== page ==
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After exhibiting his expertise in romantic, action and thriller movies, Mysskin has now set a stage with the financial help of Bala to showcase his knowledge in the horror genre. He has not only set the stage but has brought out the best of the actors and the technicians to make the play, an emotionally driven experience to the audience.
Right from the beginning of the movie, the focus of the director remains the same and so he has provided a very neat screenplay. Characterization stands as a pillar to this wonderful screenplay. Unlike his previous movies, humour quotient is much higher in this movie which is most needed nowadays to make the impatient audience involve themselves in the movie. Some directors fail to bring out the chemistry between the lead actors on screen in their respective movies. But Mysskin has succeeded in illustrating the love between a soul and a human. It is his second attempt to come out of his safe zone right after ‘Onaayum Aattukkuttiyum’. This time he has got the much needed recognition what he deserves. Usually, the dark themes in Mysskin’s movies reach the younger lot of audience easily but fail to do so with the family audience. With Pisaasu, it is now evident that Mysskin’s ideas cater to all the sections of the audience. One could see even an eight year old responding to the various thrills and chills in the movie. Despite being a ghost flick, it has Mysskin’s touch here and there which altogether provides a different experience to the audience who are used to the conventional way of narration of a horror movie. A scene where the ghost conveys the male lead via the witch, who has come to drive her out, that it is nothing but her is a sample.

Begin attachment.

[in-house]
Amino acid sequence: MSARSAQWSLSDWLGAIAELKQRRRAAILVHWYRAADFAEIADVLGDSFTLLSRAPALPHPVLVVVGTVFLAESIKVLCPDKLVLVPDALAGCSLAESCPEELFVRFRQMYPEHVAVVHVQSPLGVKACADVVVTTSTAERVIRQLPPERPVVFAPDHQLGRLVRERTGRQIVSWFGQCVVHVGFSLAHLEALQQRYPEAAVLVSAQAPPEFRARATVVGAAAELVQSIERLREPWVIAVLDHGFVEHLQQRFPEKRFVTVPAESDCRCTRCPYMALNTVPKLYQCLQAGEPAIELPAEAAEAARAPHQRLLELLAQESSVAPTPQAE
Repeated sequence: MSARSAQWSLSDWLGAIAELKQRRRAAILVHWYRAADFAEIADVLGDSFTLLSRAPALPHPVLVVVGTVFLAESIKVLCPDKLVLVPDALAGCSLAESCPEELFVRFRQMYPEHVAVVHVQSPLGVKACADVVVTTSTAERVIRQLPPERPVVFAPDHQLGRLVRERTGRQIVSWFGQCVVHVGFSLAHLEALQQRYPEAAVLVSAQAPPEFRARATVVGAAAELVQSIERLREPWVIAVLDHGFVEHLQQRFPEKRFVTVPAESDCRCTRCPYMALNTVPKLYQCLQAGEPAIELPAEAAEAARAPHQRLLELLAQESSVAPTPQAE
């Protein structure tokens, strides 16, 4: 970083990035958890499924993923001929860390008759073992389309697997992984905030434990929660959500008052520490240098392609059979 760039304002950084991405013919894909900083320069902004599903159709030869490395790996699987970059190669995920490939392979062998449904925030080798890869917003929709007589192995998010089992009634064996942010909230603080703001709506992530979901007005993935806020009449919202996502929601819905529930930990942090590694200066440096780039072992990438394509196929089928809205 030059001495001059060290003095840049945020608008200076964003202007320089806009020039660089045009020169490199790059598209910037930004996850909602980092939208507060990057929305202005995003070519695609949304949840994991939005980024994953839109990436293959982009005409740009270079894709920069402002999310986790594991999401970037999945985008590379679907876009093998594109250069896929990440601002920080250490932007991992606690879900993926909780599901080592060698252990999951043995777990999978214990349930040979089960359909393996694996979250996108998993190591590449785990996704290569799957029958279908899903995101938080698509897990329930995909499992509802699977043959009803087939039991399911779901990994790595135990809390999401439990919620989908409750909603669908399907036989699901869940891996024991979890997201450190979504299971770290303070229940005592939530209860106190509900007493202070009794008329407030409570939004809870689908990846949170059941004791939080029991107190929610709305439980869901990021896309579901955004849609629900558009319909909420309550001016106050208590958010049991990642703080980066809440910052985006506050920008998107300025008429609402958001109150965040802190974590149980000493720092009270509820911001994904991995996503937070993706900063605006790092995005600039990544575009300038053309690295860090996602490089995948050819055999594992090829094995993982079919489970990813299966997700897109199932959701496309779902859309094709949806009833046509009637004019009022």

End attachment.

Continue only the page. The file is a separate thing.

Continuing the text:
Yet another element that travels along, in most parts of the movie is the back ground music. This heart touching music has been delivered by the new find Arrol Corelli. In fact, this BGM elevates the scenes and the performance of the actors to a much higher level. This new face has done the much needed justice to this script in a similar way like what Ilaiyaraja did to Mysskin’s previous attempt, ‘Onaayum Aattukkuttiyum’.
As far as the actors are concerned, it is veteran Radha Ravi who comes late in the movie but excels and stamps his identity amidst the brilliant sequences towards the closure. The scene where he cries, requests and moves towards his daughter by crawling for sure will make people feel a father’s pain. Till her death, the female lead, Prayaga Martin appears as a beautiful girl. But soon after death, when she comes as a ghost, she is being portrayed as an ugly creature as if she died due to some fire accident. Also we cannot witness the facial expressions from the male lead Naga, as half of his face is being covered by hair. His scoring part is mostly his body language and dialogue delivery. But this demeanour of the ghost and Naga, planned by the director sets up the mood of the movie.
Cinematography is yet another department that has supported the director well. Climax sequence deserves a special mention here.
After a long time, I could see people appreciating the work by clapping at the end of the movie. Similar to that of ‘Onaayum Aattukkuttiyum’, a title sequence scrolls at the end of the movie with metaphors for each character. Many love this too. After coming out of the movie hall watching Pisaasu, rather than the horror factor, love factor will linger in the minds of the audience.
Dhileepan Kumaresan

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